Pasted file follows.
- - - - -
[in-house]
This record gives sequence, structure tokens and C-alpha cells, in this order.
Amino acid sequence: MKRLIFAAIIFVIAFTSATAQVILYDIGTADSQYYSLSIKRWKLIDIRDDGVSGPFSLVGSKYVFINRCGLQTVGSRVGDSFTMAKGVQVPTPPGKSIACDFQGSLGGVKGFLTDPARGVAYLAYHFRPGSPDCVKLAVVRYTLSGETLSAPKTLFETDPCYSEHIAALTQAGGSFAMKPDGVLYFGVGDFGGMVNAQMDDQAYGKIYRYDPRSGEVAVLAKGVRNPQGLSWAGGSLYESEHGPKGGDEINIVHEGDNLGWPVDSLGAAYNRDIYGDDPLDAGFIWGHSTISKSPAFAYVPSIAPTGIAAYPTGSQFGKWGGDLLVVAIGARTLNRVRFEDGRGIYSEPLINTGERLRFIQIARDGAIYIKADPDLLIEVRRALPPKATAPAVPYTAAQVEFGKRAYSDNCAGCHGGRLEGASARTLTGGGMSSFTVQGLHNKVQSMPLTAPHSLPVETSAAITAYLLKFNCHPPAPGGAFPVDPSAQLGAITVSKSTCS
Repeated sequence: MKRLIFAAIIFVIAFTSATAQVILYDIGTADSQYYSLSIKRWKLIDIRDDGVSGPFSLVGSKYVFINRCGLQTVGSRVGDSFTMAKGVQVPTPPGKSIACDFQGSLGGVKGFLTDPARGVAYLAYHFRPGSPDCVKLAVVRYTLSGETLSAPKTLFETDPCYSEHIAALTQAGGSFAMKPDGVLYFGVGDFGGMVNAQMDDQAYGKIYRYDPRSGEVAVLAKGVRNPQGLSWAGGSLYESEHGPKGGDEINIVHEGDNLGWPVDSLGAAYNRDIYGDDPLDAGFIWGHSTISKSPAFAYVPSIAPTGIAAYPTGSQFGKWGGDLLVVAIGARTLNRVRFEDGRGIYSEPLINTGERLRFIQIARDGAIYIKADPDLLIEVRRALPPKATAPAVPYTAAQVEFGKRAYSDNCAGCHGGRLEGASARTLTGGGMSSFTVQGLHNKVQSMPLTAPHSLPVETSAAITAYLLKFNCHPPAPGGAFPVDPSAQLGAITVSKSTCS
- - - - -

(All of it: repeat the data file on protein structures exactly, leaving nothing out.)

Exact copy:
[in-house]
This record gives sequence, structure tokens and C-alpha cells, in this order.
Amino acid sequence: MKRLIFAAIIFVIAFTSATAQVILYDIGTADSQYYSLSIKRWKLIDIRDDGVSGPFSLVGSKYVFINRCGLQTVGSRVGDSFTMAKGVQVPTPPGKSIACDFQGSLGGVKGFLTDPARGVAYLAYHFRPGSPDCVKLAVVRYTLSGETLSAPKTLFETDPCYSEHIAALTQAGGSFAMKPDGVLYFGVGDFGGMVNAQMDDQAYGKIYRYDPRSGEVAVLAKGVRNPQGLSWAGGSLYESEHGPKGGDEINIVHEGDNLGWPVDSLGAAYNRDIYGDDPLDAGFIWGHSTISKSPAFAYVPSIAPTGIAAYPTGSQFGKWGGDLLVVAIGARTLNRVRFEDGRGIYSEPLINTGERLRFIQIARDGAIYIKADPDLLIEVRRALPPKATAPAVPYTAAQVEFGKRAYSDNCAGCHGGRLEGASARTLTGGGMSSFTVQGLHNKVQSMPLTAPHSLPVETSAAITAYLLKFNCHPPAPGGAFPVDPSAQLGAITVSKSTCS
Repeated sequence: MKRLIFAAIIFVIAFTSATAQVILYDIGTADSQYYSLSIKRWKLIDIRDDGVSGPFSLVGSKYVFINRCGLQTVGSRVGDSFTMAKGVQVPTPPGKSIACDFQGSLGGVKGFLTDPARGVAYLAYHFRPGSPDCVKLAVVRYTLSGETLSAPKTLFETDPCYSEHIAALTQAGGSFAMKPDGVLYFGVGDFGGMVNAQMDDQAYGKIYRYDPRSGEVAVLAKGVRNPQGLSWAGGSLYESEHGPKGGDEINIVHEGDNLGWPVDSLGAAYNRDIYGDDPLDAGFIWGHSTISKSPAFAYVPSIAPTGIAAYPTGSQFGKWGGDLLVVAIGARTLNRVRFEDGRGIYSEPLINTGERLRFIQIARDGAIYIKADPDLLIEVRRALPPKATAPAVPYTAAQVEFGKRAYSDNCAGCHGGRLEGASARTLTGGGMSSFTVQGLHNKVQSMPLTAPHSLPVETSAAITAYLLKFNCHPPAPGGAFPVDPSAQLGAITVSKSTCS